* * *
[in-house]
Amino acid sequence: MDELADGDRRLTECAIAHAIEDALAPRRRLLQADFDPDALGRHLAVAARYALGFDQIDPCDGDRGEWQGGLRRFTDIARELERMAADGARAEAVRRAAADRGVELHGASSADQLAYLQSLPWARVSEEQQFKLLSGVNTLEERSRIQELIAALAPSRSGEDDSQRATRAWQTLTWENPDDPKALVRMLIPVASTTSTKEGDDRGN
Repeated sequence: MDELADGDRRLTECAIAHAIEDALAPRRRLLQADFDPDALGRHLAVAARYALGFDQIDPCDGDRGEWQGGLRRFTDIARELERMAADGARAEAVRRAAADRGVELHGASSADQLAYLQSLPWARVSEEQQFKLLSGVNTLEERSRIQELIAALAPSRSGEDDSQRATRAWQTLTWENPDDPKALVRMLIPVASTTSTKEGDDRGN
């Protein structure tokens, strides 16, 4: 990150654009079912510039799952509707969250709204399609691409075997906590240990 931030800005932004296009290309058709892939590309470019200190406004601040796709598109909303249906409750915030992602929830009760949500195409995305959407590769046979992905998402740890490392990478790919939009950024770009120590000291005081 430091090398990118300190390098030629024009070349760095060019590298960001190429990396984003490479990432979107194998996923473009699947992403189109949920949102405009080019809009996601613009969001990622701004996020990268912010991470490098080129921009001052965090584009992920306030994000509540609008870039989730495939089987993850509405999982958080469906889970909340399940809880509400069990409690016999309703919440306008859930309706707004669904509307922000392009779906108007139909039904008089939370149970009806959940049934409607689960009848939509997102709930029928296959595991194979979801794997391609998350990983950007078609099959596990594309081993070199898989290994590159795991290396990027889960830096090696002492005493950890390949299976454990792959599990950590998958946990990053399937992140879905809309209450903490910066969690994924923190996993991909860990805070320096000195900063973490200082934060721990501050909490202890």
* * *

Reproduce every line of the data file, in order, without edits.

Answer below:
[in-house]
Amino acid sequence: MDELADGDRRLTECAIAHAIEDALAPRRRLLQADFDPDALGRHLAVAARYALGFDQIDPCDGDRGEWQGGLRRFTDIARELERMAADGARAEAVRRAAADRGVELHGASSADQLAYLQSLPWARVSEEQQFKLLSGVNTLEERSRIQELIAALAPSRSGEDDSQRATRAWQTLTWENPDDPKALVRMLIPVASTTSTKEGDDRGN
Repeated sequence: MDELADGDRRLTECAIAHAIEDALAPRRRLLQADFDPDALGRHLAVAARYALGFDQIDPCDGDRGEWQGGLRRFTDIARELERMAADGARAEAVRRAAADRGVELHGASSADQLAYLQSLPWARVSEEQQFKLLSGVNTLEERSRIQELIAALAPSRSGEDDSQRATRAWQTLTWENPDDPKALVRMLIPVASTTSTKEGDDRGN
């Protein structure tokens, strides 16, 4: 990150654009079912510039799952509707969250709204399609691409075997906590240990 931030800005932004296009290309058709892939590309470019200190406004601040796709598109909303249906409750915030992602929830009760949500195409995305959407590769046979992905998402740890490392990478790919939009950024770009120590000291005081 430091090398990118300190390098030629024009070349760095060019590298960001190429990396984003490479990432979107194998996923473009699947992403189109949920949102405009080019809009996601613009969001990622701004996020990268912010991470490098080129921009001052965090584009992920306030994000509540609008870039989730495939089987993850509405999982958080469906889970909340399940809880509400069990409690016999309703919440306008859930309706707004669904509307922000392009779906108007139909039904008089939370149970009806959940049934409607689960009848939509997102709930029928296959595991194979979801794997391609998350990983950007078609099959596990594309081993070199898989290994590159795991290396990027889960830096090696002492005493950890390949299976454990792959599990950590998958946990990053399937992140879905809309209450903490910066969690994924923190996993991909860990805070320096000195900063973490200082934060721990501050909490202890």